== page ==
When watching a wind turbine slowly spin from a distance, it’s easy to forget just how massive the blades actually are — as well as how fast they really are turning.
And sometimes, whether it’s for scheduled maintenance or an emergency, those blades have to stop.
To perform that task, turbines are equipped with braking systems — and many of those braking systems are manufactured by Dellner Brakes.
Through Dellner’s JHS product line, the company offers a range of lightweight, noise-free systems for braking and gliding processes in wind turbines, with an emphasis on noise reduction, which can play a big role in the overall acceptance of wind energy.
“What we offer is a complete braking system,” said Dellner Brakes CEO Marcus Aberg. “That could be a yaw brake or a sliding bearing for the yaw brake, a rotor brake that slows and stops the rotor or a rotor lock that fixes the hub in place — right through to hydraulic power units and advanced friction materials, in line with our full system approach.”
Full Braking System
Dellner is able to supply a full system that includes the power source, the brake and friction materials, as well as the locking devices.
Some of the components that make up Dellner’s full braking system include yaw brakes used to stop and hold the rotating nacelle in position once the rotors have been turned to face into the wind, hydraulic rotor locks that fix the hub of a wind turbine so maintenance can be carried out in safety, and rotor brakes used for slowing, stopping, and holding the turbine’s rotors, including emergency stops.
Even with Dellner’s wide range of braking hardware, Aberg is keen to emphasize that their business is not just about the brakes.
“It’s a hard task, but our ultimate goal is to be part of the wind industry, and not just be ‘the brake people,’” he said. “We would like to understand as much as possible about the full turbine, how it works, and how it’s manufactured. If we can understand the turbine better, then we are in a much better position to develop the right braking system for our customers.”
And Aberg says Dellner likes to be hands-on with a project from start to finish.
“We like to be hands-on and be there to help our customers out wherever we can,” he said. “When we’re closely involved with manufacturers and their projects, I think that makes it easier for us to see things in the round and then use our experience to support development.”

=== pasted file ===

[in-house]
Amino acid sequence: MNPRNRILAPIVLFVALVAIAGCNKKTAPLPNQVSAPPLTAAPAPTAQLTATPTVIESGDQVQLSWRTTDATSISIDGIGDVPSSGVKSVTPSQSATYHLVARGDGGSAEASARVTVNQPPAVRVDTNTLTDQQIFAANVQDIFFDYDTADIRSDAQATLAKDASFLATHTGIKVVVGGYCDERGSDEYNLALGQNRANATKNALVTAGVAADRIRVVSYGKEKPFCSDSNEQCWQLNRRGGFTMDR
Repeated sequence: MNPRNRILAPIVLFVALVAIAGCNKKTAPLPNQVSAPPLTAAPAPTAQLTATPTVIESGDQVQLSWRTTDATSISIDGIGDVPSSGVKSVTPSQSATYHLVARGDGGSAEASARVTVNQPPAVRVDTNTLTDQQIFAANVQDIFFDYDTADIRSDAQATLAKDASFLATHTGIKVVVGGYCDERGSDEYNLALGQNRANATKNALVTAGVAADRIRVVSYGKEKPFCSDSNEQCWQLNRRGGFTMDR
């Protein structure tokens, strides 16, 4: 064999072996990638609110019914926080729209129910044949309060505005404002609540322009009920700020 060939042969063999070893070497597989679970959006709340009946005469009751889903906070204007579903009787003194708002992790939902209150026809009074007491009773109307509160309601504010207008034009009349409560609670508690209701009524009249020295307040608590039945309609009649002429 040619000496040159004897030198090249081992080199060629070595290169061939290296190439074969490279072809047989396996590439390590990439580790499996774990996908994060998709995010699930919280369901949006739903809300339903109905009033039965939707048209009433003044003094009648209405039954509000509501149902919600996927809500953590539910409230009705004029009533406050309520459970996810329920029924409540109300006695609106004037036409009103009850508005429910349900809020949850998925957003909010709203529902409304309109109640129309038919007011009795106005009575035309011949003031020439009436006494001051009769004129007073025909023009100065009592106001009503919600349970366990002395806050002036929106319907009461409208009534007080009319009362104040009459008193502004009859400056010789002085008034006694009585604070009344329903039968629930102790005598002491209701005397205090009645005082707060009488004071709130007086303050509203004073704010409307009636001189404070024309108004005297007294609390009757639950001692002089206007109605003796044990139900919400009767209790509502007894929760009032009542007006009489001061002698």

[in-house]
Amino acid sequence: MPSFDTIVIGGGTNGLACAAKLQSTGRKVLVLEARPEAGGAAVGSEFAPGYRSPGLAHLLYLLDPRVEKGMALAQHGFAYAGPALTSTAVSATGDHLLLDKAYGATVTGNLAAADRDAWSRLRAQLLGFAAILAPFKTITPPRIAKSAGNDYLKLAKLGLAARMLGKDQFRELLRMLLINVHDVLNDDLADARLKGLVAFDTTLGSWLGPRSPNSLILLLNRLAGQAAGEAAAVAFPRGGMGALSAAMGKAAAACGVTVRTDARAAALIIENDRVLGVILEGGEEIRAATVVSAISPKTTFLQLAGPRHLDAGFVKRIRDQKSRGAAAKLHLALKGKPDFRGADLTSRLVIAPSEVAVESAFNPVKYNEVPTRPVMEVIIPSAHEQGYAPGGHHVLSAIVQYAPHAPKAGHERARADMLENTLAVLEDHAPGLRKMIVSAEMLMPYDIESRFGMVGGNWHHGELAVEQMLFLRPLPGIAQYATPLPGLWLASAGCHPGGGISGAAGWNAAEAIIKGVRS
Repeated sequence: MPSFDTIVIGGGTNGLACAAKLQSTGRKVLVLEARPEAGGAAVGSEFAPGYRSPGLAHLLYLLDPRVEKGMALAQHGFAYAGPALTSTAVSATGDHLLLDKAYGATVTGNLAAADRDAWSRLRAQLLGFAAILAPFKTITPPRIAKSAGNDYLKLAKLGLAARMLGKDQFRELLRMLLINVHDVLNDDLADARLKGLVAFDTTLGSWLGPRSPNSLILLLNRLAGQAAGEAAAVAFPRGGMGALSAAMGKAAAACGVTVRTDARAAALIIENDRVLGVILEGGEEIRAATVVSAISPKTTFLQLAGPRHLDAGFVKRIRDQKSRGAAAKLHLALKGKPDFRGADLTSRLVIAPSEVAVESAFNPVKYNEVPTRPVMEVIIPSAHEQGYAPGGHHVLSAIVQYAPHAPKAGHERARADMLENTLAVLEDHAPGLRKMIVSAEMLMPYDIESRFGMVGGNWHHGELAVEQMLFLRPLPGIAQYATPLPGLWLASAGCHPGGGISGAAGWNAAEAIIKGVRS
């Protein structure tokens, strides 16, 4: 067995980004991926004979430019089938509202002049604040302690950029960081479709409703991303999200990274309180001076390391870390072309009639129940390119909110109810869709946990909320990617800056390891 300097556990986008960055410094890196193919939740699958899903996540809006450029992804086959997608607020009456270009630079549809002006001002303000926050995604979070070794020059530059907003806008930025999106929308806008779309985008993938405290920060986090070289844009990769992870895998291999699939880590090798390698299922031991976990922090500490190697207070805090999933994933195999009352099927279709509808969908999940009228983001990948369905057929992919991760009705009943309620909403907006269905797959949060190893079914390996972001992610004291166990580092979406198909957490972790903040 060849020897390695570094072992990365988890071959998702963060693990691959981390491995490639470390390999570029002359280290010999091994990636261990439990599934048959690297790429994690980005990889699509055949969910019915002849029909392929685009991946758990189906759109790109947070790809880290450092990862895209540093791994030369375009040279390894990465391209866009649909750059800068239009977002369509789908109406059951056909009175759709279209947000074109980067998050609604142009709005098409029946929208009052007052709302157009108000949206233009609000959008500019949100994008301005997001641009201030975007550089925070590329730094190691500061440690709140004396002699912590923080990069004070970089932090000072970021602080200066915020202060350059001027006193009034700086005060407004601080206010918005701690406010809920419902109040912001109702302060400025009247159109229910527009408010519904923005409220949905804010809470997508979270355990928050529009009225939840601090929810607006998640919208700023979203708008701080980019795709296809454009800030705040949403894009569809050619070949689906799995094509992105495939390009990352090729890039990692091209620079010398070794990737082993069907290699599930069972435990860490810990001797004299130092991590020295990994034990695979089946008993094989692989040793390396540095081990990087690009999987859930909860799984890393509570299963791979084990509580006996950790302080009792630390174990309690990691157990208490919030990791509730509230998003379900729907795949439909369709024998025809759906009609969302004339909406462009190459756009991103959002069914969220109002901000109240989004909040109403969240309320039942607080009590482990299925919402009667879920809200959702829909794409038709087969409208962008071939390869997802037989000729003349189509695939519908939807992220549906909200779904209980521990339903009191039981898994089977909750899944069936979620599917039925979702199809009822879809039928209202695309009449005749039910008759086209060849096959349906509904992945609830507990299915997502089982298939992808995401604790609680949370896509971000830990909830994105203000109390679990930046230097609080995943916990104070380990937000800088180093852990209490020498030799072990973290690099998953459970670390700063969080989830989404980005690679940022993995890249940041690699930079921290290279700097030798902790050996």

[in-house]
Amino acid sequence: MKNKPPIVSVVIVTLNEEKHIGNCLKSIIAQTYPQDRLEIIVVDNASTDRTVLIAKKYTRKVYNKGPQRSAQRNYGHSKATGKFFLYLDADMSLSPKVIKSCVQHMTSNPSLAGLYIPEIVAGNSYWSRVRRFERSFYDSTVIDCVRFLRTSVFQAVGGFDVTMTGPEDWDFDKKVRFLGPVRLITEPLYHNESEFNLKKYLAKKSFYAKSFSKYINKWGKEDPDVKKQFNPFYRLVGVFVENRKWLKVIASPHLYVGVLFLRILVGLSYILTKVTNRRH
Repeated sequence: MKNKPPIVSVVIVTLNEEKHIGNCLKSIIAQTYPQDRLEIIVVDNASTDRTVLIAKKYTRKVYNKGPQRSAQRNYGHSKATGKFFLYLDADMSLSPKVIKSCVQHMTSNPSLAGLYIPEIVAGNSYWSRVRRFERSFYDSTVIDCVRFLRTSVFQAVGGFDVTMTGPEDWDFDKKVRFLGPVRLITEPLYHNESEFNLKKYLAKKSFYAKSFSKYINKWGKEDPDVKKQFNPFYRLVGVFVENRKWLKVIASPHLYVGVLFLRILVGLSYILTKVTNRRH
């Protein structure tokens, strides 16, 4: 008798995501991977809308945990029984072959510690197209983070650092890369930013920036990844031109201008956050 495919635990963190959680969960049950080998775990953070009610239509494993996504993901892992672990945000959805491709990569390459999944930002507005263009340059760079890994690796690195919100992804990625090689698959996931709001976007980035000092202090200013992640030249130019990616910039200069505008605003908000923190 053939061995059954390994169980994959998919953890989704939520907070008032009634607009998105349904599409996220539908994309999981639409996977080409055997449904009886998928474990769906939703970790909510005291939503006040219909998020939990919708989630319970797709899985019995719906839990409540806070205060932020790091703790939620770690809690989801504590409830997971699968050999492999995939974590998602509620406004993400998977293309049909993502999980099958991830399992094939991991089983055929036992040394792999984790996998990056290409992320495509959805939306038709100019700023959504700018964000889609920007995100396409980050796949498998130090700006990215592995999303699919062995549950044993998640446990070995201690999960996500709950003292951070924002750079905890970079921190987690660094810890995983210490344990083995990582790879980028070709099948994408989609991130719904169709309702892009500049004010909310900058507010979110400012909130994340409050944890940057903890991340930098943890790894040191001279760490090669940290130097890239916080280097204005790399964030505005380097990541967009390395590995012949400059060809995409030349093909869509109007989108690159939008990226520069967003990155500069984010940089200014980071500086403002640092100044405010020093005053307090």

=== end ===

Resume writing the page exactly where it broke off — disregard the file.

Understanding the Full Picture
Part of the reason Dellner wants to be more than just a brake supplier is the simple reality that a wind turbine is made up of so many parts with the common goal of creating clean energy.
“When a customer comes to us, we try to understand the full picture,” Aberg said. “If we can understand how the turbine works, we are then in a stronger position to develop solutions on how to control it with the brakes. Development of a wind turbine is always ongoing, and we are at our best when we are invited to be part of that development as part of the OEM’s team. I would say the last year and a half have been really busy for us in regards of being a partner for a lot of OEMs, working together to create new turbines and new ways to control them with our brake systems.”
To that end, Dellner is able to offer engineering services so its customers have a strong platform from which to start manufacturing braking systems. Those services include engineering and 3D construction of components, assemblies, tools, and special parts; optimization of existing solutions, technical documents, customized testing, and development of prototypes.
And since wind turbines are being built all over the world, it becomes paramount that the parts are tested to endure in a wide variety of climates. Dellner has a climate chamber available to make sure parts can pass that critical requirement.
New to Wind
Dellner Brakes, based in Sweden, is a family-owned business that has been developing, manufacturing, marketing, and maintaining brake solutions for industrial, marine, and oil and gas since the 1950s.
But in September 2018, Dellner Brakes acquired German wind-brake specialist JHS and has been making prominent headway in the wind sector as a result.
“We are building a worldwide organization,” Aberg said. “Right now, we are established in China, in India, in Europe, and in the U.S., and we are also starting up in South America. These business units are 100-percent focused on the wind market.”
Steady, Strong, Proud
Hard work and hard-won partnerships are Dellner’s core strengths, and it is something Aberg is particularly proud of — when he is spurred into admitting it.
“I’m from Sweden, and we are quite practical, down-to-earth people,” he said. “But I do have lots of good memories through the years where we have worked in partnership with our OEM manufacturers. Where we have succeeded the most is when we’ve been able to work together with a customer and help them develop their product to be more competitive in the market. We are pleased to have been here with Dellner Brakes during the past 20 years and, having entered the wind market, to be a part of that development.”
Strong Growth Ahead
And Aberg said Dellner’s wind division is hoping to continue making strides in the constantly growing industry.
“I see the industry developing quite strongly,” he said. “If you look into 2020 with everything that’s happening, it feels like wind is standing tall.”
Even though wind as an industry is still quite young compared to, for example, the automated train industry and power plants, unlike those industries, wind is working toward a cleaner future.
“It’s one of the most developed green energies that we have,” Aberg said. “It feels like it’s constantly being developed, and the development of getting more efficiency out of the wind turbines will most likely continue. The wind is constant, giving us a good opportunity to create green, substantial energy for society. It feels like it will be steady for a long time.”